"I've been reading a number of essays online about the alleged 'New Age of Ayn Rand,' and the authors typically give us a list of folks in the administration of Donald Trump and in the legislative and judicial branches of government who are supposedly Rand 'acolytes.' Two essays come to mind: Jonathan Freedland's Guardian piece, 'The New Age of Ayn Rand: How She Won Over Trump and Silicon Valley' and the far better piece by Thu-Huong Ha in Quartz, 'US Repubican leaders love Ayn Rand's controversial philosophy — and are increasingly misinterpreting it.' Freedland goes on and on about how Rand's 'particularly hardcore brand of free-market fundamentalism' is 'having a moment,' reflected in views expressed by Speaker Paul Ryan, former Presidential candidate Ron Paul, and his Senator son Rand Paul, and a host of folks in the Trump administration, including Secretary of State Rex Tillerson, Labor Secretary Andy Puzder, and even Donald Trump himself, who once said something nice about Rand's novel, The Fountainhead." (04/22/17)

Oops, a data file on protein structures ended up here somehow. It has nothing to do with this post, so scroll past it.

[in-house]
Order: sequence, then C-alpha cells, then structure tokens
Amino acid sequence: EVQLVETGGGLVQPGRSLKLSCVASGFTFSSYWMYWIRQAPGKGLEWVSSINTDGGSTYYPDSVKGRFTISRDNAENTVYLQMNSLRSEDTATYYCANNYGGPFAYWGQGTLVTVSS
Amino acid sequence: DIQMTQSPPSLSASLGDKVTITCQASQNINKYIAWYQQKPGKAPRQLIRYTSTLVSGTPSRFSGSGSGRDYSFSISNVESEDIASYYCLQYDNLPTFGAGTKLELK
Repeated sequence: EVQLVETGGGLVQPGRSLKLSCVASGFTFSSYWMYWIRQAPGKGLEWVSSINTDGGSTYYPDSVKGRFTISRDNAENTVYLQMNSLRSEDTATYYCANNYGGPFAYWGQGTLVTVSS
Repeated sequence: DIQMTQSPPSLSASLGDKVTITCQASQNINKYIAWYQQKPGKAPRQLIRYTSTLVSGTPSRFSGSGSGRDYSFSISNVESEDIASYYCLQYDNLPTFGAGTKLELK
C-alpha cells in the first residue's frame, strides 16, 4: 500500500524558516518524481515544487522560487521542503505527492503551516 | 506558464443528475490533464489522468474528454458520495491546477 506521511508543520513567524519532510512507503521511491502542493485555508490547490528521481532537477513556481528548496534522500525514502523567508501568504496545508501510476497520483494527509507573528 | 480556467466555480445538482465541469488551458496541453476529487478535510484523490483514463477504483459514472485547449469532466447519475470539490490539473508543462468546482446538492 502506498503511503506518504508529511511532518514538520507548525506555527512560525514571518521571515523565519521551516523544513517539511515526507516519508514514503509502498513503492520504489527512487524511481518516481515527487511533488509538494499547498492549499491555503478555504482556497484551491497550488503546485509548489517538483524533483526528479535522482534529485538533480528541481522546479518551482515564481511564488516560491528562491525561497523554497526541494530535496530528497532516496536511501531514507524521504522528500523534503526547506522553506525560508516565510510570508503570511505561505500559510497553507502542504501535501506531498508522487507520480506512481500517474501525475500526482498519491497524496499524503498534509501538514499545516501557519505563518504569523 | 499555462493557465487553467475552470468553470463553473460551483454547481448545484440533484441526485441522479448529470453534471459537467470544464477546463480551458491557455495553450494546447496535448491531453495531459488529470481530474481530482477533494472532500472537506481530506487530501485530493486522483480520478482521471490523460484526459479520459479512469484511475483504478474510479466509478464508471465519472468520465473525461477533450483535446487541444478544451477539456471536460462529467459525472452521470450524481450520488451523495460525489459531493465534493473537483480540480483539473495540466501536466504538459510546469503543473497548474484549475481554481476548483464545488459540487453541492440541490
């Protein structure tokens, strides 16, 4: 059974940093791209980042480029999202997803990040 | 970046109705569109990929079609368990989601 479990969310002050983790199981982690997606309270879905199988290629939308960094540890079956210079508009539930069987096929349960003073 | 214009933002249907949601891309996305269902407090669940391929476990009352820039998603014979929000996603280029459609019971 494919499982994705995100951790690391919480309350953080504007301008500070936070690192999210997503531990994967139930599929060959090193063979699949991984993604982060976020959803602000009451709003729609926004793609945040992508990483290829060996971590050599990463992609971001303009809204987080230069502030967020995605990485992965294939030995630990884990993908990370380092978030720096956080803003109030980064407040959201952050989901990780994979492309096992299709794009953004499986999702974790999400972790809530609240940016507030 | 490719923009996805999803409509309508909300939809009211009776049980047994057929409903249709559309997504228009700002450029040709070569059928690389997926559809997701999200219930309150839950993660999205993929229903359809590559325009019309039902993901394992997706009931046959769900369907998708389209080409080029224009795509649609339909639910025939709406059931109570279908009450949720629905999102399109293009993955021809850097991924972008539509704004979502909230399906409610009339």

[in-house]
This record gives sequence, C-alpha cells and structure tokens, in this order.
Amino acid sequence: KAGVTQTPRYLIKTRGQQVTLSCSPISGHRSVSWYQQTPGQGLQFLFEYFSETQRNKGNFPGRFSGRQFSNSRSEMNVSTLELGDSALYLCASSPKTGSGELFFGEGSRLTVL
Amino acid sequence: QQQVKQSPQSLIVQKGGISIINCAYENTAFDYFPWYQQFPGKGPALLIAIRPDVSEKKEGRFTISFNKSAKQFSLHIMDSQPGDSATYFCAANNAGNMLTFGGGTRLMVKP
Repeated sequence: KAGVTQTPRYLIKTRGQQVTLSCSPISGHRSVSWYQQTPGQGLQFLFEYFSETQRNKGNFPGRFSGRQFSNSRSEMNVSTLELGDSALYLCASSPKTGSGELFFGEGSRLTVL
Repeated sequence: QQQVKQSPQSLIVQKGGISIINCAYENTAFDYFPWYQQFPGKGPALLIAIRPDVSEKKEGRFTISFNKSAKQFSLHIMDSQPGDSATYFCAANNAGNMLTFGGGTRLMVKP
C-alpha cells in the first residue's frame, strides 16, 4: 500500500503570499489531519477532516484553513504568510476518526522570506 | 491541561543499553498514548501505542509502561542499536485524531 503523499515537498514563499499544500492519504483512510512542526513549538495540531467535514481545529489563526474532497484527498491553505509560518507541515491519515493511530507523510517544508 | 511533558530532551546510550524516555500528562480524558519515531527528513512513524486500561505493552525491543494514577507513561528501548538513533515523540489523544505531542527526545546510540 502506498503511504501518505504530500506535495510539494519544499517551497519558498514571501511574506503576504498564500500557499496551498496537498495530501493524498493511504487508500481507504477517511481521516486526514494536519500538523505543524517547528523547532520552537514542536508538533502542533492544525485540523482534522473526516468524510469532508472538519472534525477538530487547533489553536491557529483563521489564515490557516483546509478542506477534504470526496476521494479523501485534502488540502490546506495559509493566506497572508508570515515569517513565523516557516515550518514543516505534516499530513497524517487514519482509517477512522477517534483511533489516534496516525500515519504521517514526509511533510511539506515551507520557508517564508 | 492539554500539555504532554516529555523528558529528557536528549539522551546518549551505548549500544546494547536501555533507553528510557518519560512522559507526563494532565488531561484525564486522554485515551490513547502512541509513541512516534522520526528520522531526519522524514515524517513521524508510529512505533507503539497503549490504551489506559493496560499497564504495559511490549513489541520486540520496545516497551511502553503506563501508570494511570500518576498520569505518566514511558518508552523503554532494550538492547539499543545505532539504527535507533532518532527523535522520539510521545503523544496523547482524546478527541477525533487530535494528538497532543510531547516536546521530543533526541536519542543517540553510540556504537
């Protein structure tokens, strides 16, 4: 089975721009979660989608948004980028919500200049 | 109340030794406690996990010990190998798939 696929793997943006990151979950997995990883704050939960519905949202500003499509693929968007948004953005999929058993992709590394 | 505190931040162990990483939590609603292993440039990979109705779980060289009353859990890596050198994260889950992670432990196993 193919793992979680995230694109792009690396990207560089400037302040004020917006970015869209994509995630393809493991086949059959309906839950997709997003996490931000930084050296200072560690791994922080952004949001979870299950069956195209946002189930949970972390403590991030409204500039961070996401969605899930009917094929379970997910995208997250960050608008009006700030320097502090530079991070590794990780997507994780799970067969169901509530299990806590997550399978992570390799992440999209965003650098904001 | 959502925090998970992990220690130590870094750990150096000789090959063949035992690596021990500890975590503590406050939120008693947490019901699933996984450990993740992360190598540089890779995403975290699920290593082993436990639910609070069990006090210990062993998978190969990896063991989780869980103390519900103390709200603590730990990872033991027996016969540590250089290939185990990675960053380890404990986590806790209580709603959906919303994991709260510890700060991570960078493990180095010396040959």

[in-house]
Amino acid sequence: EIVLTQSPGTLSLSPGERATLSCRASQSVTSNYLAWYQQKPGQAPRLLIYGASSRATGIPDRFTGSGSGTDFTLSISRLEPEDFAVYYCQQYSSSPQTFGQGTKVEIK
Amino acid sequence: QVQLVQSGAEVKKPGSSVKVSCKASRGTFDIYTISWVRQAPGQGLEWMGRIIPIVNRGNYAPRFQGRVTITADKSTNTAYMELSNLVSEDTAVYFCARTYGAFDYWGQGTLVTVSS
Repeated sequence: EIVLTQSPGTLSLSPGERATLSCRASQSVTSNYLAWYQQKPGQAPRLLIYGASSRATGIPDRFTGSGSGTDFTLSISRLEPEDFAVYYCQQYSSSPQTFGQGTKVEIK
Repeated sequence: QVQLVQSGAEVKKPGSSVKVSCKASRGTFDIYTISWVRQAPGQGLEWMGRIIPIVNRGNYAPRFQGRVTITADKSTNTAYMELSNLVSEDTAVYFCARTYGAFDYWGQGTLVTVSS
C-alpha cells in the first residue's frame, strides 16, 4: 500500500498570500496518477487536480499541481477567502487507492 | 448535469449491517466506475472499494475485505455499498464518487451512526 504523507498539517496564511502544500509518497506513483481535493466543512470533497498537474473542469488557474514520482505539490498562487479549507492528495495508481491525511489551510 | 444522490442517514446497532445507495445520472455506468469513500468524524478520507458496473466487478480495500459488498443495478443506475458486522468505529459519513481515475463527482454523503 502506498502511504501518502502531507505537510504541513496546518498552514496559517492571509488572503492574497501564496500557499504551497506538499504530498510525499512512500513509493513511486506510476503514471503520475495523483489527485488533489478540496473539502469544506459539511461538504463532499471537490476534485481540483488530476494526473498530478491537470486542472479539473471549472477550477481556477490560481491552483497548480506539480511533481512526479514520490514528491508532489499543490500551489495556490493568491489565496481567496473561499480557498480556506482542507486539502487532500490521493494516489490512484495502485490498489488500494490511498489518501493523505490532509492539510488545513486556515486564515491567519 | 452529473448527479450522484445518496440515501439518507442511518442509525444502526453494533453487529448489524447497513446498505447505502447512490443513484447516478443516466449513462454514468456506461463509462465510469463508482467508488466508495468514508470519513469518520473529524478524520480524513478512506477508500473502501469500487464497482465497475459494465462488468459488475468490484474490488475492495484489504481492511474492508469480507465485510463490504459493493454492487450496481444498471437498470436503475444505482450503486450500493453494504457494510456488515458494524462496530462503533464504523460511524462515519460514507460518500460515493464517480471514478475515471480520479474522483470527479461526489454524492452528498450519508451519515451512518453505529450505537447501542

State governments are becoming the biggest drug lords of all

Source: Independent Institute
by Robert Higgs

"[S]tates that are 'liberalizing' their marijuana laws are not doing so by simply repealing existing laws that make the possession, distribution, and production of these products illegal. Instead, the states are creating a complex regime of control, regulation, and taxation. By these expedients, state governments are in effect responding to the public’s growing opposition to the old regime of arrest, prosecution, and imprisonment by creating a legalized arrangement in which the governments themselves will rig the markets and skim off a large part of the earnings of sellers via fees and taxation. Thus, the state governments are turning themselves into de facto landlords of drug-dealer sharecroppers: the producers that grow, process, and sell marijuana will be required to pay the government what amounts to a share of the income." (04/21/17)

Workplace smoking

Source: Future of Freedom Foundation
by Laurence M Vance